As we age many things change – and this includes our feet!
Maintaining foot health is particularly important as we age, because it’s our feet that help keep us mobile.
Throughout your lifetime, your feet take on most of the forces applied on the body when standing, walking, and running. Your feet will have served you well throughout the years, so it is super important that we take good care of them!
Keep reading to learn about some of the common conditions that can affect our feet as we age.
General Foot Care – Thicker Nails, Thinner Skin & Tinea
By not cutting your nails properly, or allowing them to grow too long, you are susceptible to a number of nail related issues, including damage to your nails and painful ingrown toenails.
Difficulty reaching down to your feet can also result in dry skin as little to no moisturiser is being applied to the skin. And as we age, our skin becomes thinner, so it is even more important to make sure that they are adequately moisturised. Moisturising your feet can also reduce the risk of painful cracks in the skin, especially on the heels.
Skin infections, like tinea are also more common as we age because it becomes difficult to dry between the toes. Learn more about tinea, how it can affect you and how it can be treated with our article “The What, Where, Who & How of Tinea Pedis”.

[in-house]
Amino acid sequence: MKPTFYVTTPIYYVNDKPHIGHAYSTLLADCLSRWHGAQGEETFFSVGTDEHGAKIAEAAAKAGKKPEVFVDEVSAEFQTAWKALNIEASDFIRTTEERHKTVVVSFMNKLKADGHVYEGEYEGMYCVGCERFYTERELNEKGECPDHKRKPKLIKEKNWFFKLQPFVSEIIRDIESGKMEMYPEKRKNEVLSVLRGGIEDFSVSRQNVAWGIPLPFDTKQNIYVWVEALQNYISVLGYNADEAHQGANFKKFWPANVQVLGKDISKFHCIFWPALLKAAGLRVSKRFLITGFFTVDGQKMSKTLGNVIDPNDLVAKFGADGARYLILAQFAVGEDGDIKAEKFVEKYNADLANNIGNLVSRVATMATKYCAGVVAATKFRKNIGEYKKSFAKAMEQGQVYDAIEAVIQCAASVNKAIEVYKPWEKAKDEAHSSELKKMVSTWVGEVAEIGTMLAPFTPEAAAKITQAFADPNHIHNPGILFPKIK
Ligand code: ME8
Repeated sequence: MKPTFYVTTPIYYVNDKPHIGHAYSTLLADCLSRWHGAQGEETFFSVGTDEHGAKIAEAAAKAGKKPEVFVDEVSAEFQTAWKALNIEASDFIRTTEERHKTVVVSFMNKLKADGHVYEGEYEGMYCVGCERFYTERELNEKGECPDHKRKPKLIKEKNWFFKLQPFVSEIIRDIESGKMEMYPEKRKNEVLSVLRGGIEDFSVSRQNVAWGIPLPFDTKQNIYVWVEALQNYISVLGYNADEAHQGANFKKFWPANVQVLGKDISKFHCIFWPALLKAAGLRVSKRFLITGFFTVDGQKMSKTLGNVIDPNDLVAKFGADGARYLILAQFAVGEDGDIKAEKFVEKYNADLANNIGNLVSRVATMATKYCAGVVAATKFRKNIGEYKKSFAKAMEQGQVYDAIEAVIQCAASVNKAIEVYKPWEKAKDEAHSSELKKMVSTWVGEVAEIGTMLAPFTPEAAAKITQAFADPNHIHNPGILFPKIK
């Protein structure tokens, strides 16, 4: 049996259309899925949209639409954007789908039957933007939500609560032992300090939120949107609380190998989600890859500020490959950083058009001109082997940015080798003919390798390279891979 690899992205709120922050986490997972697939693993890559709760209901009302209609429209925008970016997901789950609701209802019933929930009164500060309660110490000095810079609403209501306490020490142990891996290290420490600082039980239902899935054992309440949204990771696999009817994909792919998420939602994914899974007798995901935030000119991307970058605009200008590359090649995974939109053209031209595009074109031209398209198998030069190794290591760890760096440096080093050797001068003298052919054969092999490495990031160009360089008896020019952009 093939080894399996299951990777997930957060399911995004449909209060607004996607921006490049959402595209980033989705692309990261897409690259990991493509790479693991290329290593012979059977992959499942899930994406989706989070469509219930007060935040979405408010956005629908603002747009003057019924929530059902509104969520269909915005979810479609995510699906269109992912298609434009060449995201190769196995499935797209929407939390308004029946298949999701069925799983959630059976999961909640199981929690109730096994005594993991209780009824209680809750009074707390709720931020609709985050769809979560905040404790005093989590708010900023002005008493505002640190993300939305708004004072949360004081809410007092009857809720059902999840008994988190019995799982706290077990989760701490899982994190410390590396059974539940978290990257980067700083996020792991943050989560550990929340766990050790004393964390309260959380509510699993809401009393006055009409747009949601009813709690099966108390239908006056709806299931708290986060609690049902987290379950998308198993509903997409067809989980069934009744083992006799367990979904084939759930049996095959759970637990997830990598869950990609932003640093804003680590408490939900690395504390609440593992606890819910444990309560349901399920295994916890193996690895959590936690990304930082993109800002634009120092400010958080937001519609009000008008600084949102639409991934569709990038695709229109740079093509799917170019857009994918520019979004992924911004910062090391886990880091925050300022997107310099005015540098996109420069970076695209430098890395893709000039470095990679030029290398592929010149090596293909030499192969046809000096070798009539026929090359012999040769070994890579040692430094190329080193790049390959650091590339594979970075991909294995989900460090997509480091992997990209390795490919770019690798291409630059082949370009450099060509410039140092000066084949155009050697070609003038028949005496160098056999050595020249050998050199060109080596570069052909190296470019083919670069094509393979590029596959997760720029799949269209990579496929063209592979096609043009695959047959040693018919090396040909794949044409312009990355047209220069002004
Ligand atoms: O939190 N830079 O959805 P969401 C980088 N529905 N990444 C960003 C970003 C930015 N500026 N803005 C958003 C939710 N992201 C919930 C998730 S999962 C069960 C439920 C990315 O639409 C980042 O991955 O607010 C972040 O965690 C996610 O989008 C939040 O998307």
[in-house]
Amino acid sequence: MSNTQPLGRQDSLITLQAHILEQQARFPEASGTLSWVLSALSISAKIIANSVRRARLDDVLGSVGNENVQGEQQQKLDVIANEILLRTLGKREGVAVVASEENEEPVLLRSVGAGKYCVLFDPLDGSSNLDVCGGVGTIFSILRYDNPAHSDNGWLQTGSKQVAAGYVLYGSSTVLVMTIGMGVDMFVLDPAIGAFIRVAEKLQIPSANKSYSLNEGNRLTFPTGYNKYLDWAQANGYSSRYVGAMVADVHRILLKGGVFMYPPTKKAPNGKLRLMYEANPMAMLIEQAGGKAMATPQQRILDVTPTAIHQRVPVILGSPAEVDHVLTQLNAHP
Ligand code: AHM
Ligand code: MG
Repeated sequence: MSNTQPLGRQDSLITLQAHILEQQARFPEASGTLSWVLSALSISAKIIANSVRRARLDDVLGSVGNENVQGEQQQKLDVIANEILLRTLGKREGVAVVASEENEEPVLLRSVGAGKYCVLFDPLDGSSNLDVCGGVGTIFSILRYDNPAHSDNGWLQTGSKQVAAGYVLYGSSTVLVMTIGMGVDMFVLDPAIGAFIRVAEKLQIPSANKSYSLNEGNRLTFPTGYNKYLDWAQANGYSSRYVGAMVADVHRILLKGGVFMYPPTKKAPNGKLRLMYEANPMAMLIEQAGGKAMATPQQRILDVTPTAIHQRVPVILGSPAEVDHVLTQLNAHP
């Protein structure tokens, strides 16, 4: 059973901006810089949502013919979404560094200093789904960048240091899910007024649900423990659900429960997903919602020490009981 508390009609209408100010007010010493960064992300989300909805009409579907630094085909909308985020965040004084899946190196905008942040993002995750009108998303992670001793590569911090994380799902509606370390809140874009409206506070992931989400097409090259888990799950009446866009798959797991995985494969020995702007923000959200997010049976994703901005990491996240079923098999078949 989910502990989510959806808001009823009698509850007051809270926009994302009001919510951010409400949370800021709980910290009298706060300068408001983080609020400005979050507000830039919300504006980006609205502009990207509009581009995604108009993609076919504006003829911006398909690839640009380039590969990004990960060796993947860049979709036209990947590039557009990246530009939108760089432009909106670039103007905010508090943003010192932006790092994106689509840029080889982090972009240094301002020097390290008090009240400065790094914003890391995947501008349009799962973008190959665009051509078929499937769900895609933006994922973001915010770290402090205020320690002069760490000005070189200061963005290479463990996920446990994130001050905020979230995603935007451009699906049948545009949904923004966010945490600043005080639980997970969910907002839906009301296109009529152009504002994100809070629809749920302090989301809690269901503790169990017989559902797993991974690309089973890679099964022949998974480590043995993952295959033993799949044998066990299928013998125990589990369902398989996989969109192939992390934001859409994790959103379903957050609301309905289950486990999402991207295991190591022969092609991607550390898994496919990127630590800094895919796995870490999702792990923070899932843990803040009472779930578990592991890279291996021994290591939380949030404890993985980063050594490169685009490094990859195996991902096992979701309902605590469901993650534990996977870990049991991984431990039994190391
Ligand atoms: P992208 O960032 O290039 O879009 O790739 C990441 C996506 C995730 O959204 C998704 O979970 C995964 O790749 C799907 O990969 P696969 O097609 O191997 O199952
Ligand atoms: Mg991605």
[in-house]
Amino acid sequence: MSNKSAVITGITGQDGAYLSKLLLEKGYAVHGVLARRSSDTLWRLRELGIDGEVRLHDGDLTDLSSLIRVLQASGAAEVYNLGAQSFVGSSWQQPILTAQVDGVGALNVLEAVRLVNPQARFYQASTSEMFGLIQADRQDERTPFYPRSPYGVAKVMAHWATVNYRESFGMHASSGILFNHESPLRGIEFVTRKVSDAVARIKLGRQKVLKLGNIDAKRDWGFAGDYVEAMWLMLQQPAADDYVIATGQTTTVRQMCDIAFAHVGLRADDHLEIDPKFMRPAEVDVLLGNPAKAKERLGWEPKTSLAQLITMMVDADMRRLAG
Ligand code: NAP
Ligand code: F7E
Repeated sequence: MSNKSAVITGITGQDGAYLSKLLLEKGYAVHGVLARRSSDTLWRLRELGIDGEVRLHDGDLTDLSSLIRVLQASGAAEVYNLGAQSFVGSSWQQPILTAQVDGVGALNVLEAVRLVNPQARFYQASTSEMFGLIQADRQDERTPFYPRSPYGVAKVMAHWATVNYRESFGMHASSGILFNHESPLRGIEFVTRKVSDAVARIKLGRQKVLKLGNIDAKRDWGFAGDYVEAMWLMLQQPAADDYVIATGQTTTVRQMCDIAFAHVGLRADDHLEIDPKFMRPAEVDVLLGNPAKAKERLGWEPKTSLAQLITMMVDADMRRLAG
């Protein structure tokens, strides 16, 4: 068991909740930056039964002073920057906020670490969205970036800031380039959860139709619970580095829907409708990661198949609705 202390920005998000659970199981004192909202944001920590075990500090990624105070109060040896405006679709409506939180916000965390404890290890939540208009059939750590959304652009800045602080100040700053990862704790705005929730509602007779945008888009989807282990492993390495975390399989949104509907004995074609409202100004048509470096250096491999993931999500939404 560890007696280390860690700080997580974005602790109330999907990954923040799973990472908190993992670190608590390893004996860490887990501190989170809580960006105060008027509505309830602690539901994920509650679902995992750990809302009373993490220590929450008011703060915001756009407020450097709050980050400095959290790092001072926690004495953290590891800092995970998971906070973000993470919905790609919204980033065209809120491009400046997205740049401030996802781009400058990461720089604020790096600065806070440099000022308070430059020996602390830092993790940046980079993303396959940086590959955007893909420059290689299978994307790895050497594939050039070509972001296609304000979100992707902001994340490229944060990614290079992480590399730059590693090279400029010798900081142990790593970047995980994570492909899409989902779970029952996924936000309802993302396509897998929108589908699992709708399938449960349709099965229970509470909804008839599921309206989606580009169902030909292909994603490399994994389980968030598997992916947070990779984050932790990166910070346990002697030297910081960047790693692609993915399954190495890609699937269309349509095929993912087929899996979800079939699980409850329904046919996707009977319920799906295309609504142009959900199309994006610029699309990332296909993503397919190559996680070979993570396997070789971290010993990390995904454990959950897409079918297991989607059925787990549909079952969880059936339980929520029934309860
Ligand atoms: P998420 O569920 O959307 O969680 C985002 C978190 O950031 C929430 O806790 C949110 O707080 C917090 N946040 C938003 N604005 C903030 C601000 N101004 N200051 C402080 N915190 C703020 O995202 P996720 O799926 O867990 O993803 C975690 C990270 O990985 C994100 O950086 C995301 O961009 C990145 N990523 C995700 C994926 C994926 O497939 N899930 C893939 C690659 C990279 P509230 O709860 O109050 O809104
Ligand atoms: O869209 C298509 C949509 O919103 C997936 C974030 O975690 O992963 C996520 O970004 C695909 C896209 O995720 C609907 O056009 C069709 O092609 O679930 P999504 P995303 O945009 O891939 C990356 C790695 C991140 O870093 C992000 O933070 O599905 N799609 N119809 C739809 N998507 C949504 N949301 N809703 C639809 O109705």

Fat Pad Atrophy
Underneath the heels and forefoot we have a fatty padding. This helps to protect the heel bone as well as the bones in the ball of the foot.
As we age, this tends to become thinner and “atrophied”. What this means is there is less support and cushioning for these bones.
Ideally, the foot is in a tripod orientation, meaning that most of the pressure when standing is in the heels and underneath the 1st and 5th toes. When there is less cushioning under these parts of the feet, patients often describe the feeling as “walking on bones”.
This can also lead to callus and corn formation.
If you do have fat pad atrophy, it is important that you see a podiatrist for an assessment. In order to provide comfort and cushioning to these areas, we may suggest certain types of footwear that can offload these areas. Orthotics are also an effective way to add support and cushion the whole foot.
Larger Foot Size
We rely on our feet to keep us mobile and active throughout our lifetime. And as we age, our feet tend to get longer and wider. This is due to increased laxity of the tendons and ligaments within the feet. Ageing can also result in the formation of foot deformities, like bunions, and lesser toe deformities such as hammer toes, clawed toes and mallet toes.
This may also increase foot size and might even require a change in shoe size, going up one or two sizes in some cases.
It is important to note that this is expected to happen and not something to be worried about. There are many different treatments options available for these conditions and sometimes it may just mean changing your footwear style and/or size.
In Australia, it’s estimated that 2.2 million people are suffering with osteoarthritis. Osteoarthritis tends to affect people over the age of 45 and is more common in women than it is in men.